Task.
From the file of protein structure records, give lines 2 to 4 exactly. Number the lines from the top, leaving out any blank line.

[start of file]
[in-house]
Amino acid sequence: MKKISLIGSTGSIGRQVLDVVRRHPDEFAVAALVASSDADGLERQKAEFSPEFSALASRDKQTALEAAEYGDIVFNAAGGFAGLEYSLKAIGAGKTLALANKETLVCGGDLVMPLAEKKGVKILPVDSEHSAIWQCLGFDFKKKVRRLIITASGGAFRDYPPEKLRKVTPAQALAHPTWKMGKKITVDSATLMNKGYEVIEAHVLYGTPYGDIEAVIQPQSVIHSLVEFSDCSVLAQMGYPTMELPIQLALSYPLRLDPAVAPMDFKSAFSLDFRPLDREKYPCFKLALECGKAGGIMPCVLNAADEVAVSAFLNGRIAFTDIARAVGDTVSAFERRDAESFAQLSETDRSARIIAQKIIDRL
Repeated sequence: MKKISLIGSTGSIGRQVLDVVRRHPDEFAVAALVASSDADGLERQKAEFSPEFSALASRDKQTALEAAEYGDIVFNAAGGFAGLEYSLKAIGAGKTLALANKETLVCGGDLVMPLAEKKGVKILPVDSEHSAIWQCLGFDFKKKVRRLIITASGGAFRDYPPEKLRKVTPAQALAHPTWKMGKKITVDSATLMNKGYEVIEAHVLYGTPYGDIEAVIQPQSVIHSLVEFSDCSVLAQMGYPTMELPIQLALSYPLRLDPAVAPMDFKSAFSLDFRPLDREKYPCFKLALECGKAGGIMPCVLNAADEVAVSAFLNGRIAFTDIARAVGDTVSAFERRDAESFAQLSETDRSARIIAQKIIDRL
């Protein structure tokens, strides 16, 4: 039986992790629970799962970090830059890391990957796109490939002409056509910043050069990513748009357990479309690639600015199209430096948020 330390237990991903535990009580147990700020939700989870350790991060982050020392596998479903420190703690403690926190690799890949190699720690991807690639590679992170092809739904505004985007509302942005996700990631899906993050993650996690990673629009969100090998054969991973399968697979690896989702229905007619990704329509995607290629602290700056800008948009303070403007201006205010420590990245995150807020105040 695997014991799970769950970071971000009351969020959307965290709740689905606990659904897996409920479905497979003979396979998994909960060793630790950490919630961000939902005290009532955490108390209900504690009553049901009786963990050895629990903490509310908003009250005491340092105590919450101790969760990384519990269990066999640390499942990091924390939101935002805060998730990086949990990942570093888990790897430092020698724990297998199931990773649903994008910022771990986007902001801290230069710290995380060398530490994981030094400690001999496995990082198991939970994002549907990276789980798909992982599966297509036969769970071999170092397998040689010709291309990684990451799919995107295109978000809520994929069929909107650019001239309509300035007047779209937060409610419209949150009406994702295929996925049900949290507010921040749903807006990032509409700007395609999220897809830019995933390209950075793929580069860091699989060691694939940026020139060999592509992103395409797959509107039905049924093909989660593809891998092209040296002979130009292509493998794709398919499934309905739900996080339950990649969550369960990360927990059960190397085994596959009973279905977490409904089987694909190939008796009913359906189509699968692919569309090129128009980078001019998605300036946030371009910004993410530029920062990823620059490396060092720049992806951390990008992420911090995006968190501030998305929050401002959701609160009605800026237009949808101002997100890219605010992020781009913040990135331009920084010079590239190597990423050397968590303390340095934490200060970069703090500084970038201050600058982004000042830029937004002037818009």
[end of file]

Amino acid sequence: MKKISLIGSTGSIGRQVLDVVRRHPDEFAVAALVASSDADGLERQKAEFSPEFSALASRDKQTALEAAEYGDIVFNAAGGFAGLEYSLKAIGAGKTLALANKETLVCGGDLVMPLAEKKGVKILPVDSEHSAIWQCLGFDFKKKVRRLIITASGGAFRDYPPEKLRKVTPAQALAHPTWKMGKKITVDSATLMNKGYEVIEAHVLYGTPYGDIEAVIQPQSVIHSLVEFSDCSVLAQMGYPTMELPIQLALSYPLRLDPAVAPMDFKSAFSLDFRPLDREKYPCFKLALECGKAGGIMPCVLNAADEVAVSAFLNGRIAFTDIARAVGDTVSAFERRDAESFAQLSETDRSARIIAQKIIDRL
Repeated sequence: MKKISLIGSTGSIGRQVLDVVRRHPDEFAVAALVASSDADGLERQKAEFSPEFSALASRDKQTALEAAEYGDIVFNAAGGFAGLEYSLKAIGAGKTLALANKETLVCGGDLVMPLAEKKGVKILPVDSEHSAIWQCLGFDFKKKVRRLIITASGGAFRDYPPEKLRKVTPAQALAHPTWKMGKKITVDSATLMNKGYEVIEAHVLYGTPYGDIEAVIQPQSVIHSLVEFSDCSVLAQMGYPTMELPIQLALSYPLRLDPAVAPMDFKSAFSLDFRPLDREKYPCFKLALECGKAGGIMPCVLNAADEVAVSAFLNGRIAFTDIARAVGDTVSAFERRDAESFAQLSETDRSARIIAQKIIDRL
């Protein structure tokens, strides 16, 4: 039986992790629970799962970090830059890391990957796109490939002409056509910043050069990513748009357990479309690639600015199209430096948020 330390237990991903535990009580147990700020939700989870350790991060982050020392596998479903420190703690403690926190690799890949190699720690991807690639590679992170092809739904505004985007509302942005996700990631899906993050993650996690990673629009969100090998054969991973399968697979690896989702229905007619990704329509995607290629602290700056800008948009303070403007201006205010420590990245995150807020105040 695997014991799970769950970071971000009351969020959307965290709740689905606990659904897996409920479905497979003979396979998994909960060793630790950490919630961000939902005290009532955490108390209900504690009553049901009786963990050895629990903490509310908003009250005491340092105590919450101790969760990384519990269990066999640390499942990091924390939101935002805060998730990086949990990942570093888990790897430092020698724990297998199931990773649903994008910022771990986007902001801290230069710290995380060398530490994981030094400690001999496995990082198991939970994002549907990276789980798909992982599966297509036969769970071999170092397998040689010709291309990684990451799919995107295109978000809520994929069929909107650019001239309509300035007047779209937060409610419209949150009406994702295929996925049900949290507010921040749903807006990032509409700007395609999220897809830019995933390209950075793929580069860091699989060691694939940026020139060999592509992103395409797959509107039905049924093909989660593809891998092209040296002979130009292509493998794709398919499934309905739900996080339950990649969550369960990360927990059960190397085994596959009973279905977490409904089987694909190939008796009913359906189509699968692919569309090129128009980078001019998605300036946030371009910004993410530029920062990823620059490396060092720049992806951390990008992420911090995006968190501030998305929050401002959701609160009605800026237009949808101002997100890219605010992020781009913040990135331009920084010079590239190597990423050397968590303390340095934490200060970069703090500084970038201050600058982004000042830029937004002037818009």